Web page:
• > Focusing for now on the obedient participants, Hollander and Turowetz say that they offered four main reasons for why they continued to the end of the experiment.

    Participants have had lots of time to rationalise it to themselves, so they don’t feel like “bad people” after the fact. How are these responses supposed to be evidence they did not actually believe they were hurting someone at the time? A rationalisation would, instead, indicate there was a fear of it being real at the time, and they’ve found ways to distance themselves from that.

    > Just under 60 per cent of these participants said at least once that they had been following instructions, which provides some support for Milgram’s agentic theory.

    That doesn’t imply not thinking it was real.

    > Seventy-two per cent of obedient participants made this kind of claim at least once, such as “If it was that serious you woulda stopped me” and “I just figured that somebody had let him out”.

    That’s kinda the point of rationalising doing something bad – to make it “not so bad” in your own mind. This in no way means they did not believe, at the time, that they were hurting someone, just that they engaged more and more in projecting the hope that, somehow, it’s really ok.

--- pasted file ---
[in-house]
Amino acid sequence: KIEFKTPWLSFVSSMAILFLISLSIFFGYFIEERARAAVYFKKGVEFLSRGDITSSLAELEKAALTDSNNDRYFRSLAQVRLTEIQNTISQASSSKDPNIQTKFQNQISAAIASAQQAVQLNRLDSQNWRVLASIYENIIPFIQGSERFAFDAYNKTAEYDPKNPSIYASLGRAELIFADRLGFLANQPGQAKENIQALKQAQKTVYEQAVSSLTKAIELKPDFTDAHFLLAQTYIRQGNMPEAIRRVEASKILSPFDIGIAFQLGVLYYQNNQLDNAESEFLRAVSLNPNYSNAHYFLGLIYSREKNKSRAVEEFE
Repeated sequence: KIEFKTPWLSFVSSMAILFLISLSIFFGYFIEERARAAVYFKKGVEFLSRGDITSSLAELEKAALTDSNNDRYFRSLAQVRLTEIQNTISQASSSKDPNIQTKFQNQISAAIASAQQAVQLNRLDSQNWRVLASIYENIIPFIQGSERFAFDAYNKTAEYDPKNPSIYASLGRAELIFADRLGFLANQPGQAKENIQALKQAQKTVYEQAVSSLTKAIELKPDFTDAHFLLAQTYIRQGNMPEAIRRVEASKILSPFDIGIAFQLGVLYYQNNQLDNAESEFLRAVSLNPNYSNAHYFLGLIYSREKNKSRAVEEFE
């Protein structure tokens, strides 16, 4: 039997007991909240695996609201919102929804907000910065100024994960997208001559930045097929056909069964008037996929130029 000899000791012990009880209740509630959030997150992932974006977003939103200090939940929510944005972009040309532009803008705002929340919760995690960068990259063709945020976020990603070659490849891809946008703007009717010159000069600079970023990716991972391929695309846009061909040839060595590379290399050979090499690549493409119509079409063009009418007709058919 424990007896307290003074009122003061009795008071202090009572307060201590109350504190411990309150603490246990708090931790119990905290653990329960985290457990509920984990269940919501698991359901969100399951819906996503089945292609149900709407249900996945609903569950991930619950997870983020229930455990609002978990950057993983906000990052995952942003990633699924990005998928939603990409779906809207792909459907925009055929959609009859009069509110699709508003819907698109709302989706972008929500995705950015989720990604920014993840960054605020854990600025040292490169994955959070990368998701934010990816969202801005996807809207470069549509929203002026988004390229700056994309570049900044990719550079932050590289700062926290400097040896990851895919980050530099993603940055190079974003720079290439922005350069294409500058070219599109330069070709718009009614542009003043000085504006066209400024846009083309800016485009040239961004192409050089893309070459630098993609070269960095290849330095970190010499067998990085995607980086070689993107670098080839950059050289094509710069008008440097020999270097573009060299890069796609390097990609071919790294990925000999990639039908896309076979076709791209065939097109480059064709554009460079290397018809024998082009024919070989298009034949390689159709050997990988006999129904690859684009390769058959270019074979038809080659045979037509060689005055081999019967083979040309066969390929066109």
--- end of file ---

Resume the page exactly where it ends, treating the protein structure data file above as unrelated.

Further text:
A defensive rationalisation is hardly uncommon and can’t be evidence that they did not actually believe it at the time, or have real fears at a very unpleasant level.


    > Around 10 per cent said at least once that they had been fulfilling a contract: “I come here, and yer paying me the money for my time”.

    At least sociopaths are honest. 🙂

  • This is why I hate seeing psychology studies on here. In 20 years they will say it was all nonsense. Which it always seems to be anyway. We need to sort all that junk out and keep the real stuff here.

  • I think there remain enough real world examples of the behavior. The experiment really shows just how little outside suggestion it can take to give someone a sense of impunity. “The experiment requires you to continue.”

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